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Currently, I am sitting on my boyfriend’s couch typing on an iPad. I confess I have never typed on an iPad before. It is weird—a cross between a keyboard and a smartphone—so I apologise for any typos or autocorrect errors that may result.

Also, there will be no BEDA image today, because I don’t have image editing software on this iPad.

Anyway, the thing I want to write about here is the movie Noah—specifically the things that I wish I could publish in the review I’m writing for Journey, but I won’t because I’m too shy and I don’t want the readers to think I’m picking a fight with them.

There has been a bit of a kerfuffle about this movie among Christians. Is the film biblical? Does it take too many liberties with the text? Why does it make me so uncomfortable? Does it represent the story accurately? Does it represent people of faith positively? Please tell me I MUST KNOW before I accidentally give $17 to the devil when I buy my ticket!

That kerfuffle is partly why I like the film so much. It’s making Christians ask some of those tough questions about the Bible. Is it more important to portray the text word-for-word or to capture the spirit of the story? Are those things mutually exclusive? What about those bits we gloss over in Sunday school? Noah getting off his face on wine isn’t a very good example of righteousness, so we usually skip that part, but it’s in there.

The main problem I have with much of the Christian criticism of the movie is that it’s basically selfish. It’s essentially:

1. How does this movie represent ME, as a person of faith?

or

2. Does this movie (made by an atheist, oh dear!) live up to MY standards and the special knowledge I have as a person of faith?

Obviously the movie isn’t about Christians (or Jews or Muslims, to whom this story is also important!), but it does raise questions about how faith is lived out. I actually think Noah is an important movie, partly, because it is made by a person with no faith. Aronofsky explores territory every other makers of biblical films have so far avoided—to their detriment.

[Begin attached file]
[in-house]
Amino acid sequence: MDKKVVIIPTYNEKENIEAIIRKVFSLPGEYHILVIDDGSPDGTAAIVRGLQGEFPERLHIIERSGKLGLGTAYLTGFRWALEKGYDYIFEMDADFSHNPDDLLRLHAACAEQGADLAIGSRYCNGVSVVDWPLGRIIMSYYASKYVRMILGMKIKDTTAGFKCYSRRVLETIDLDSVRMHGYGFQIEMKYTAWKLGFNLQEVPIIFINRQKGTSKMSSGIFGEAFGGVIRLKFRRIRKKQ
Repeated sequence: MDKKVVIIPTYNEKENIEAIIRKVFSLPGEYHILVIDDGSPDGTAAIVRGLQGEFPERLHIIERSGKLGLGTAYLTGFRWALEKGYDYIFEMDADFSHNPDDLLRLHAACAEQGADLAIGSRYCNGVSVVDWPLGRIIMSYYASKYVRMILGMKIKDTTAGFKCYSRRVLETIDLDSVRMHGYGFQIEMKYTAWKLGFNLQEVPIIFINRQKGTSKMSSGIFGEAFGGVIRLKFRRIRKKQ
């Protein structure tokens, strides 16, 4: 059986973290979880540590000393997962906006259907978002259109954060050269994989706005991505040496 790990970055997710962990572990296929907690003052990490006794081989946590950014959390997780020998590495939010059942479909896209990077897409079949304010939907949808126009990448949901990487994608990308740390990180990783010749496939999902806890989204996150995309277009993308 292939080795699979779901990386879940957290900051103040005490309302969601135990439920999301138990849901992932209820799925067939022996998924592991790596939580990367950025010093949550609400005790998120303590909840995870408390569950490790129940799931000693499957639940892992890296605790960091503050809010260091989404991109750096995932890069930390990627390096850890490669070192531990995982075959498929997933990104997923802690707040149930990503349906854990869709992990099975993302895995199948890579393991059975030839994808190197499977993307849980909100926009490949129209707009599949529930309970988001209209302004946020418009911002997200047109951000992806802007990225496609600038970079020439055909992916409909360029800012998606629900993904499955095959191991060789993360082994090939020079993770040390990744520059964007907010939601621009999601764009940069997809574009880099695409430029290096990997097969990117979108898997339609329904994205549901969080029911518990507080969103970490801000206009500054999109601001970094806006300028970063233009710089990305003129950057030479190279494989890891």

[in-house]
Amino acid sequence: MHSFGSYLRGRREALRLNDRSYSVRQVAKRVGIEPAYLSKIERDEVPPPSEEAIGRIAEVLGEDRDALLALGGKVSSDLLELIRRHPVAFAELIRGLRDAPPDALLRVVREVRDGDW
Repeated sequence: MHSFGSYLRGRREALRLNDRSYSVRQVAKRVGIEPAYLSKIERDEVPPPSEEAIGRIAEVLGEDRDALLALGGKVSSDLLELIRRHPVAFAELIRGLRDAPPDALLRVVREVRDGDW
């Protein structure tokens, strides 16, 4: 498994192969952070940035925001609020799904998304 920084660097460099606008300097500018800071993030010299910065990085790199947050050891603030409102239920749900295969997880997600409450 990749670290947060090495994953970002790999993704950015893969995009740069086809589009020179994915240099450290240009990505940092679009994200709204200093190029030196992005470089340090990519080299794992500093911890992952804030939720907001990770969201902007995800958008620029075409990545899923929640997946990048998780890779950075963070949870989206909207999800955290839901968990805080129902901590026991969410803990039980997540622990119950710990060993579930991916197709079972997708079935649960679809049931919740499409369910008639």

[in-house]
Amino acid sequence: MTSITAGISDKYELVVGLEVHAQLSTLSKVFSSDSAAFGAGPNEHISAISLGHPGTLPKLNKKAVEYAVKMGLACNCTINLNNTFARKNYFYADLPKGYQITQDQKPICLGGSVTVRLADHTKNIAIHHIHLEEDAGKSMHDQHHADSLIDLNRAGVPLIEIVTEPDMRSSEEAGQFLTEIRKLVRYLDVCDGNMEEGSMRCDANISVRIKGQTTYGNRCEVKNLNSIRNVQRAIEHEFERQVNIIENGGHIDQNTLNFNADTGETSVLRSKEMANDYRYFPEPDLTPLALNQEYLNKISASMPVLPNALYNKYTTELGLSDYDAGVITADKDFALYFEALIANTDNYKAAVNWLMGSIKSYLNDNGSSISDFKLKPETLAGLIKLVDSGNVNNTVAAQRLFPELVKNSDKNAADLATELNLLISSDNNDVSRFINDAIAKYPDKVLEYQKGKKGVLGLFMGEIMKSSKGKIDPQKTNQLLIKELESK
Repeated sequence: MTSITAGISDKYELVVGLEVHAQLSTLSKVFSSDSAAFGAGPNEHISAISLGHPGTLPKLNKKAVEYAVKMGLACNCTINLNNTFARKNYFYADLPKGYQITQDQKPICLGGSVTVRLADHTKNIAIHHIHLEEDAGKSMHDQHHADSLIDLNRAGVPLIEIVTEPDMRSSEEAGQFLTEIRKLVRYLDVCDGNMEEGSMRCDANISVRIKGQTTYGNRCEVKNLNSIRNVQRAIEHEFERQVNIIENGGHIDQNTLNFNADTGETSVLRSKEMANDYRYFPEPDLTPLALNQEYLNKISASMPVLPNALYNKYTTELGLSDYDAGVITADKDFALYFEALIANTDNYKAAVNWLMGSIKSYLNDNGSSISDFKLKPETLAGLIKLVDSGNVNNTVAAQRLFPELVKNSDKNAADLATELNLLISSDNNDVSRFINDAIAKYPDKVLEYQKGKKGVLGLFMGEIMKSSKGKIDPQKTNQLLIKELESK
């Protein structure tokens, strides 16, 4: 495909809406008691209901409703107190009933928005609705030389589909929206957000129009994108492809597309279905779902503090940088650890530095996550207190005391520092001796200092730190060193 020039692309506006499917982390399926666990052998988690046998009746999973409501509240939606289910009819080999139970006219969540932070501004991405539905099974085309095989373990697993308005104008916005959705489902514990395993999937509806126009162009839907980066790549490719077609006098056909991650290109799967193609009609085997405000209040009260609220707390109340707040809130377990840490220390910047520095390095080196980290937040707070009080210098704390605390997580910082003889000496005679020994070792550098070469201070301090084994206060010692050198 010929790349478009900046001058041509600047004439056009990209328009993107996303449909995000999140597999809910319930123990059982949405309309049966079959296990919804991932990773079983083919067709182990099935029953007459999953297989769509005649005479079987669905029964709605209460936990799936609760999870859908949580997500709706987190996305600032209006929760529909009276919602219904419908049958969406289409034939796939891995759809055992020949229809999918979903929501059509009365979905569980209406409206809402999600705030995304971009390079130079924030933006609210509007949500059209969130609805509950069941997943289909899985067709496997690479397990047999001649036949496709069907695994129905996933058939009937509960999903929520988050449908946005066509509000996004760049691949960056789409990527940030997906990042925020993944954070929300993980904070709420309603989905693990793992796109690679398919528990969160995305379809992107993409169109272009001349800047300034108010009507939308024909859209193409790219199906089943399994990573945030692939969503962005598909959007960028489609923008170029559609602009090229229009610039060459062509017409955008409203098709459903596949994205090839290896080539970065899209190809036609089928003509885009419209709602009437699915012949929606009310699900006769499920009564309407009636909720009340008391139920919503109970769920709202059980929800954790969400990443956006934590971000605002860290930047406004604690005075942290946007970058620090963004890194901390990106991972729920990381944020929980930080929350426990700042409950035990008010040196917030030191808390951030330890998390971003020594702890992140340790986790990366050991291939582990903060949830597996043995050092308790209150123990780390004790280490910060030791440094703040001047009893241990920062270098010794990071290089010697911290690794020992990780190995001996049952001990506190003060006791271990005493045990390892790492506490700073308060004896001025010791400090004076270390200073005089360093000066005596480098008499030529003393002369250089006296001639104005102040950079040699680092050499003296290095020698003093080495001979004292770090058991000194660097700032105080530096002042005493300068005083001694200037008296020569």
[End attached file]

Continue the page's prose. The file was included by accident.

That’s not even including the fact that although they are holy to followers of Abrahamic faiths, the biblical stories don’t belong exclusively to Christians, Muslims and Jews. The story of Noah isn’t important only because of the faithful; it has something to say to everyone, regardless of faith, and they are free to engage with it however they like. This movie opens up Noah’s story to anyone who cares to engage, and it vaults over this story’s traditional gatekeepers in the process. It seems to me that these gatekeepers are upset about it.

You don’t need special knowledge to read Noah’s story and be moved by it. You don’t need to accept Jesus as your Lord and Saviour to imagine what it was like on the ark, or wonder why in this story God would prescribe such a calamitous event in response to a broken world.

Noah—and Adam and Moses and Samuel and Isaiah and Jesus and John and Paul—are for everybody. They are important to me. Perhaps I could go so far as to say that understanding them is vital to understanding me—but they don’t belong to me.

The Bible is for everyone, and if you can open it up a little wider in a thoughtful and imaginative way, as Aronofsky has done with this film, then I applaud that effort.